What exactly the Stress is?

Stress is universal. It affects unconditionally everyone, knowing no boundaries. While a small amount of stress can actually motivate you to take positive action in your life, too much stress can weigh on you like an illness.

In fact, stress does contribute to several types of mental health disorders, including anxiety and depression. And if left unaddressed, too much stress can actually cause physical health concerns, even increasing your risk for heart disease.

Stress in the modern world:

No one likes being stressed; it’s just the way we humans are designed to be. So, it’s obvious that just like we feel happy, we feel stressed too.

And it’s not only you; almost all of us feel stressed at least once a day. You can be a student who is stressed for his results or a Teacher who is stressed because you have got a lot of copies to check. Stress is a part of our lives, or wait — an ‘unlikely’ part of our lives.

The urban existence and work culture have surely transported about a great impact on the individual economic status, but it has grossly reduced the quality of life. Moreover, people now have to deal with stress in dissimilar forms in their everyday lives.

It nearly seems like there’s nothing that they can do to combat stress. The bills won’t stop showing up, the day will never have more hours, and your household and work responsibilities will always be demanding.

If you still think it’s okay to be stressed, hear me out: studies find that long term stress could lead to fatal health problems like heart disease, cancer, lung disease, accidents, cirrhosis of the liver and suicides.

Too much stress causes the body’s defence system — known as “fight-or-flight” — to kick in. The nervous system releases a flood of stress hormones that include adrenaline and cortisol. This emergency stress response causes the heart to pound faster, blood pressure to rise, muscles to tighten, and breathing to become more rapid.

Frequent stress can cause the body to be in a heightened state of stress most of the time, which leads to suppressed immunity, digestive and reproductive problems, increased aging, and a greater risk of heart attack and stroke. Stress can also leave you more vulnerable to mental health concerns, such as depression and anxiety.

Stages of stress:

· Stage 1: You will experience changes in your mental stability. You’ll be more anxious and will experience a lack of sleep.

· Stage 2: You will notice changes in your body like a spike in blood pressure, increased heart rate, and similar symptoms.

· Stage 3: The frequency of the symptoms that you experienced in step 2 will increase.

· Stage 4: You will face serious physical and mental issues that will either require surgery or long-term management.

Getting stressed now and then isn’t a serious issue. But in our day-to-day lives, we often become so used to stress that we do not notice that it is crossing the line. By the time we realise it, unfortunately, it’s too late.

When you feel that stress is getting the better off you, it might be the perfect time to hit the Yoga mat and take charge of your life back.

Wait, Yoga to reduce stress?

Why not? Psychology Today states that more than 85% of people who incorporated Yoga into their day-to-day lives agreed that it helped them counter stress. They also reported that they were happier, more energetic and focused at work.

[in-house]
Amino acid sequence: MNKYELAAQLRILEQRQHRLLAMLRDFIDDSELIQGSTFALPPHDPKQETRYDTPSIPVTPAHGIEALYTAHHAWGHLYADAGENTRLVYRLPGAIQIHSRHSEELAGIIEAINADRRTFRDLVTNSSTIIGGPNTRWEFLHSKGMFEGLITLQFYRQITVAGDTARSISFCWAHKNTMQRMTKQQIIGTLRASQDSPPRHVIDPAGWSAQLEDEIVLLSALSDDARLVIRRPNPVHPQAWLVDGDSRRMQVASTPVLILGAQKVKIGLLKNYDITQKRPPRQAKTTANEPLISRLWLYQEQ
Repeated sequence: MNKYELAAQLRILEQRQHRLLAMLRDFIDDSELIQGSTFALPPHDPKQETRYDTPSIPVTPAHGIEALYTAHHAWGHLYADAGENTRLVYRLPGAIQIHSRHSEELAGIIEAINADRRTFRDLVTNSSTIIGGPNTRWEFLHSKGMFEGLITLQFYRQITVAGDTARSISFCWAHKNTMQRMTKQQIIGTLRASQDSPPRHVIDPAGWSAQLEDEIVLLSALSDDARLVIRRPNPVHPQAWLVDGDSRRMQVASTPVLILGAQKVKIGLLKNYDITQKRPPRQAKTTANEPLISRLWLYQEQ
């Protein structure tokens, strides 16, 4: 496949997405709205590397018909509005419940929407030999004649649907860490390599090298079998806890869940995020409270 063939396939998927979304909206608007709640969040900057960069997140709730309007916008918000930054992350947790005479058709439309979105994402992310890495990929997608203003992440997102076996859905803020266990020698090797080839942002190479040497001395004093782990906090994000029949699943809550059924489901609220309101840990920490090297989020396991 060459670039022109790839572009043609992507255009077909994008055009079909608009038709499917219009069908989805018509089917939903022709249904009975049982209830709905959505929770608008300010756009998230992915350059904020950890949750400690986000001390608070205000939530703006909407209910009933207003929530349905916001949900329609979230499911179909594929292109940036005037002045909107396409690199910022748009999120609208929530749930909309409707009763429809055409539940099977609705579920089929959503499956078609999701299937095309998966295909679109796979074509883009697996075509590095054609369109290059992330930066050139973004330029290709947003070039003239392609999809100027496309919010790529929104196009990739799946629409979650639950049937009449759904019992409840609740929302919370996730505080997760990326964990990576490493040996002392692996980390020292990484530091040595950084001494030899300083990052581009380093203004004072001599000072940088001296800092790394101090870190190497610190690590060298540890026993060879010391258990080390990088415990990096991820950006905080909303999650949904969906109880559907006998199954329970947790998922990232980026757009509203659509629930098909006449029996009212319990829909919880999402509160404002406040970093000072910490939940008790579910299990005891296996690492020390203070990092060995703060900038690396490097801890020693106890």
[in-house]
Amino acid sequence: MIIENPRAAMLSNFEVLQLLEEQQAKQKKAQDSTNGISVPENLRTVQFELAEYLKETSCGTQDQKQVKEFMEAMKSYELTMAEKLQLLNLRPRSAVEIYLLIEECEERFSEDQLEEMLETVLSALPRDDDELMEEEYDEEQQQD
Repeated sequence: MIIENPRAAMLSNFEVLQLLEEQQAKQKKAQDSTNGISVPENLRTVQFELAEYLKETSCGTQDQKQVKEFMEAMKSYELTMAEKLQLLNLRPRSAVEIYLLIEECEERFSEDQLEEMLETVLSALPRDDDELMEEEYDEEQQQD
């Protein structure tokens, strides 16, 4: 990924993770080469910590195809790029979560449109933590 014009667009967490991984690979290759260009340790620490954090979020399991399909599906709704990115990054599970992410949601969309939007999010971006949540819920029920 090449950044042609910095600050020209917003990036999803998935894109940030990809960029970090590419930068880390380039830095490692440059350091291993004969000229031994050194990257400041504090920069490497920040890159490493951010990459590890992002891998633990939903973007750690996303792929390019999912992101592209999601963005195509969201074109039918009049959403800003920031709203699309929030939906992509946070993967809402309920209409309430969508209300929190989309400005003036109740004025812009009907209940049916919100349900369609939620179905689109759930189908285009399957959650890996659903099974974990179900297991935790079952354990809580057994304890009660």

Yoga for stress management and health:

In a study conducted by The American Council on Exercise (ACE), it was conclusively proved how yoga helps beginners to counter stress. After eight weeks of observing Yoga practitioners they observed there was a fundamental improvement in their physical and mental health.

Yoga to relieve tension:

Yoga is a mind-body exercise that includes physical poses, controlled breathing, and meditation. As I stated above, when you make Yoga as a part of your life, it enhances your physical, mental, intellectual, and spiritual health.

The best part of Yoga is that it has many ways of doing it. From complex moves for experts to basic poses for beginners, it suits everyone. Hatha pose is one of the most common forms of stress-relieving Yoga for beginners because of its slow pace and simple movements.
But Yoga isn’t limited to Hatha, you can start with any pose that suits your preferences.

Having said that, let’s see what the 3 core components of Yoga are:

· Asanas (poses):

A pose or posture in Yoga is a combination of movements targeted to enhance your strength and flexibility. They are also called Asanas. These Asanas differ. For beginners, they start from simply lying on the floor, whereas for experts, such Asanas mean stretching their body beyond physical limits.

· Breathing:

If you think breathing is just taking in and letting go of air, the yoga gurus would disagree. Controlled breathing is a core element for an effective Yoga session. When you control your breathing, you actually take control of your mind and body.

· Meditation:

The core purpose of Yoga is to calm your otherwise anxious body through relaxation. Through meditation, you discover yourself and feel more refreshed and energetic. Not to forget, the process of discovering yourself is magical!

Author's Bio: 

So, which pose from the above list do you find the easiest? Do you think I missed mentioning something? Do let me us know in the comments. You are welcome to join our stress management yoga teacher training in Rishikesh to develop your mind body and soul.